By Gerde Applethwaite
There are ritually repeated memes in moto blog posts; there are oil threads and there are tire posts and there are others of the same ilk that seem to keep the moto blogosphere arguing with itself about the proper course of action. They are well known enough that they are usually qualified with some eye rolling and apologies before the original poster commences. In a minor constellation there is the thread about whether or not to wash your bike. Welcome to this year’s celebration of Spring. Herein I will lean into the wind and signify next to nothing. Let’s commence.
I come down somewhere in the middle of the great unwashed thread. The anti-washites state that you are likely to contaminate your oil system by forcing your soapy water onto and into your bike’s parts. They also mention the likelihood of tweaking something in your electrics. Good points. The washists will tell you that dirt on your motor inhibits your engine from radiating out heat and adds to ongoing corrosion – oh, and it makes your bike look like crap. I agree that you should never take your bike to the wand car wash. The pressure is too great and you are likely to mess something up. Sure, take your dirt bike there and get the grunge off of the wheels and the frame of the bike but spray carefully when you get around the wheel bearings, the engine and the electrics. I use the common garden hose and a bucket of soapy water. I have never had a problem with this method but I am careful.
California is in the midst of a drought so there is yet another reason not to wash your bike at all. I think my compromise on this is going to be to ride out to a friend’s place in the near burbs, park the bike in the middle of their lawn and wash the thing with a green soap that the lawn will not dislike.
I have a project bike with a sad seat. It is in need of a reupholster but for this season I think I just want to get it back on the road and I will deal with the cosmetics bit by bit in the latter part of the season. My seat is not at the point where the foam beneath is being shredded but the vinyl is torn in places. Sewing up the seat while the seat cover remains on the bike is beyond my skill set. I have heard that they make a vinyl, adhesive backed, repair tape. I think that might be the ticket for right now.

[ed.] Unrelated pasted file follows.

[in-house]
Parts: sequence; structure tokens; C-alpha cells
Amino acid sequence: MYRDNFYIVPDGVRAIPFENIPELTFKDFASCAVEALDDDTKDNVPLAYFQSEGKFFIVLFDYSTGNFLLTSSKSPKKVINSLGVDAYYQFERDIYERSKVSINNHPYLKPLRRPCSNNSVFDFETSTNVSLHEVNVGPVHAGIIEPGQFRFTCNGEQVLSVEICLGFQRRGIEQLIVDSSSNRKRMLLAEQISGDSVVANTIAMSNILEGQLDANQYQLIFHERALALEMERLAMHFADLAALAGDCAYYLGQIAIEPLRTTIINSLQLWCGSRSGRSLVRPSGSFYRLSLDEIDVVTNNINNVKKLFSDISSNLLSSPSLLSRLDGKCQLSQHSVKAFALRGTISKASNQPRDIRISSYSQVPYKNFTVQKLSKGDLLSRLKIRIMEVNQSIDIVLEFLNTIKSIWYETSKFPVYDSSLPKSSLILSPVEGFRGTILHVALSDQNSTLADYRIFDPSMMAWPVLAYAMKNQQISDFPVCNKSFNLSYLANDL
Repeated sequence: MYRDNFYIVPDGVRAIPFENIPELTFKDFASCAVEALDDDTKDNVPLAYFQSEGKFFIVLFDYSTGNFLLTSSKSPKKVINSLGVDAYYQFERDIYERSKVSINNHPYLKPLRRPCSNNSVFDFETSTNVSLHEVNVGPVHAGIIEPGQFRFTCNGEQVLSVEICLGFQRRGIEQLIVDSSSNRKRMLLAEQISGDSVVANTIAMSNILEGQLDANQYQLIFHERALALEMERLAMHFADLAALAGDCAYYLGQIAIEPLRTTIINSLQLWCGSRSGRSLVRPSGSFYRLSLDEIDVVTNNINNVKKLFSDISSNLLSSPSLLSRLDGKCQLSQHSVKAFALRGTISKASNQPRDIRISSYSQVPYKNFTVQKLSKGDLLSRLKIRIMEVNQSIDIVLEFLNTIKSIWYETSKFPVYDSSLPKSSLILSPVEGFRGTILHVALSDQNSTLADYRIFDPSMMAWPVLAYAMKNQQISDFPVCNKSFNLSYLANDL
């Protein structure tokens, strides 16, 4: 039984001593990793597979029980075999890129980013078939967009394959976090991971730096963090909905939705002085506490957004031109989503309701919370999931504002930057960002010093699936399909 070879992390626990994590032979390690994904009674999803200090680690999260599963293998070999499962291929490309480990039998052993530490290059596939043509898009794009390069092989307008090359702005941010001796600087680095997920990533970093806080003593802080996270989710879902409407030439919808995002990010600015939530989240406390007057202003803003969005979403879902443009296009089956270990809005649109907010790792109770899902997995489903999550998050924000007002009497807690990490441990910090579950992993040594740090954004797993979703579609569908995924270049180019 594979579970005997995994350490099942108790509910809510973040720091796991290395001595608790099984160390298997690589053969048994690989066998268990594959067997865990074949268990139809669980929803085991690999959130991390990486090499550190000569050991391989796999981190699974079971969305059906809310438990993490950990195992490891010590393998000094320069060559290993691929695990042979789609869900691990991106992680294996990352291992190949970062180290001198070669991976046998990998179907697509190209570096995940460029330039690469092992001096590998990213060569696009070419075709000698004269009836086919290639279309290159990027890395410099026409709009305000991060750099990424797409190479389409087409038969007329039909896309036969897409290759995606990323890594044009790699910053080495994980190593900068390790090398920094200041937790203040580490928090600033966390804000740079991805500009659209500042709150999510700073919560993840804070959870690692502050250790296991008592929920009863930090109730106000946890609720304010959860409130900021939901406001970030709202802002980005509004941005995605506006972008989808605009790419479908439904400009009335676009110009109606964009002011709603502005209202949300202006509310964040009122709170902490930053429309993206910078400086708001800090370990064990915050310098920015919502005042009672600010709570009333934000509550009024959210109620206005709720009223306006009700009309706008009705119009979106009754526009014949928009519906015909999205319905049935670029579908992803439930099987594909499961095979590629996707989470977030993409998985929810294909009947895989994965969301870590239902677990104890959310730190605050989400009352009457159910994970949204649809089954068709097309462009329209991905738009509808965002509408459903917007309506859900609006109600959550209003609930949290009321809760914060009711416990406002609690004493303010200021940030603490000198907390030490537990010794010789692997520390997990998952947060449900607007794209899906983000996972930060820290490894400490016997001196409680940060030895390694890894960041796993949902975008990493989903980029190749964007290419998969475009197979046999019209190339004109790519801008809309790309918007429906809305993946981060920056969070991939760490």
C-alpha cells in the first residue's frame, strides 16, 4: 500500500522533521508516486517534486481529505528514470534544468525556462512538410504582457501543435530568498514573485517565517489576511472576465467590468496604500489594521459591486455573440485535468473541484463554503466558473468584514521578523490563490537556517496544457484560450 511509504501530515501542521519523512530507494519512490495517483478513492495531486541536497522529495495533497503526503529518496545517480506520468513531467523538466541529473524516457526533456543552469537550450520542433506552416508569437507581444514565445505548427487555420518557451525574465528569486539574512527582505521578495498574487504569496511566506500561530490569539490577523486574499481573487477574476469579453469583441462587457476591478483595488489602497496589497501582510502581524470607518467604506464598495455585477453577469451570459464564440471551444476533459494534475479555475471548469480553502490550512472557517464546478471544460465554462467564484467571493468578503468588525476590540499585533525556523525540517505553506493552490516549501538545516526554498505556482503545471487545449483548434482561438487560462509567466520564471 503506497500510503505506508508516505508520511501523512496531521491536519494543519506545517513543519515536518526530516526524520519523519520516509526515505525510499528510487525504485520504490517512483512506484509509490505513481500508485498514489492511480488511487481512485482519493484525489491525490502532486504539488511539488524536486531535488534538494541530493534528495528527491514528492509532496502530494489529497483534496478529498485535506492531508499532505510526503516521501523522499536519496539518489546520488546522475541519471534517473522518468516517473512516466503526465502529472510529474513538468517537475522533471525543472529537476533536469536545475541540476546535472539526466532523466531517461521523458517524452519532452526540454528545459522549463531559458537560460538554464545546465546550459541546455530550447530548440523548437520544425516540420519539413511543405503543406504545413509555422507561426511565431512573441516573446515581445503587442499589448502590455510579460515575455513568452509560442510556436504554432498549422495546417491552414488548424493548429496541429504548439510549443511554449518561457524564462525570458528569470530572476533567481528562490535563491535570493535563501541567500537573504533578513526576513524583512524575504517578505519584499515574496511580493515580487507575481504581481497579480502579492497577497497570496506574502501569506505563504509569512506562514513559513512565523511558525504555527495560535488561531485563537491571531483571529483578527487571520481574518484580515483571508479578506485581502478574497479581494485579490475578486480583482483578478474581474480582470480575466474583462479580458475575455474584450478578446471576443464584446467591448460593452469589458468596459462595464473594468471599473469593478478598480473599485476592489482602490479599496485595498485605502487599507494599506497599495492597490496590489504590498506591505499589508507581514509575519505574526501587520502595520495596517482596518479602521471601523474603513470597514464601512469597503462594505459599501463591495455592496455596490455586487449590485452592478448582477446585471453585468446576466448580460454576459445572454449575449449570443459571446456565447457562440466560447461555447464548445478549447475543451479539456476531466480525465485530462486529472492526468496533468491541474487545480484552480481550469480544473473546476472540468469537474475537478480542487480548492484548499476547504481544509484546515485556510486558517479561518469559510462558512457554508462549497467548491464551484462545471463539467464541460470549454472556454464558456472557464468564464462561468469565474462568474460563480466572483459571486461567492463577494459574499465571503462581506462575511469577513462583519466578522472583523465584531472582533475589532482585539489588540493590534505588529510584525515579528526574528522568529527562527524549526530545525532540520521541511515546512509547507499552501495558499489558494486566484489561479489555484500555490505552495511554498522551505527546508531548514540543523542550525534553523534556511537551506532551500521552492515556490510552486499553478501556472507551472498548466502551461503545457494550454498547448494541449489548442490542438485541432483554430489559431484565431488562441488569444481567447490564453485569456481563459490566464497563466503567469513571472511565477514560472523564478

I don’t mess around with tires. I mean, I don’t push it. When the tires are starting to go I put on new set. When I was a young, stupid and impoverished student I ran the tires on my CL77 down to the threads and lived to tell the tale but I am no longer young and (arguably) less stupid. I don’t want to drop a lot of money into tires on the project bike and I have been told by other CB350 cultists that there is an inexpensive Shinko tire getting surprisingly good reviews. It will give me piece of mind to get these old tires off the Honda.
Wheel bearings and steering head bearings are a lot cheaper if you go to a bearing shop rather than the dealer for your parts. Some of the bearing shops will not sell you anything if you tell them the parts are for a motorcycle. Why? Dunno – maybe its a fear of being embroiled in some sort of litigation if you put them on incorrectly and then get into an accident. My steering head bearing is notchy – has to go.
I am going with a heated gear setup on the touring bike this fall and I am not sure that my alternator is sparky enough to keep up. This has led me to investigate LED headlights and taillights. The market is growing every month and an upgrade to LED’s is in my future. Check your state’s rules before you spring for an LED headlamp as some do not yet allow it.
I have just adapted my first aid kit to fit under the seat of the CB350. There is much less room there than in the Flying Brick so I had to divide it up into two segments. I was still able to get it all under the seat.
Springtime is the official beginning of bike tinkering season. I live for this time of year. Get on out there.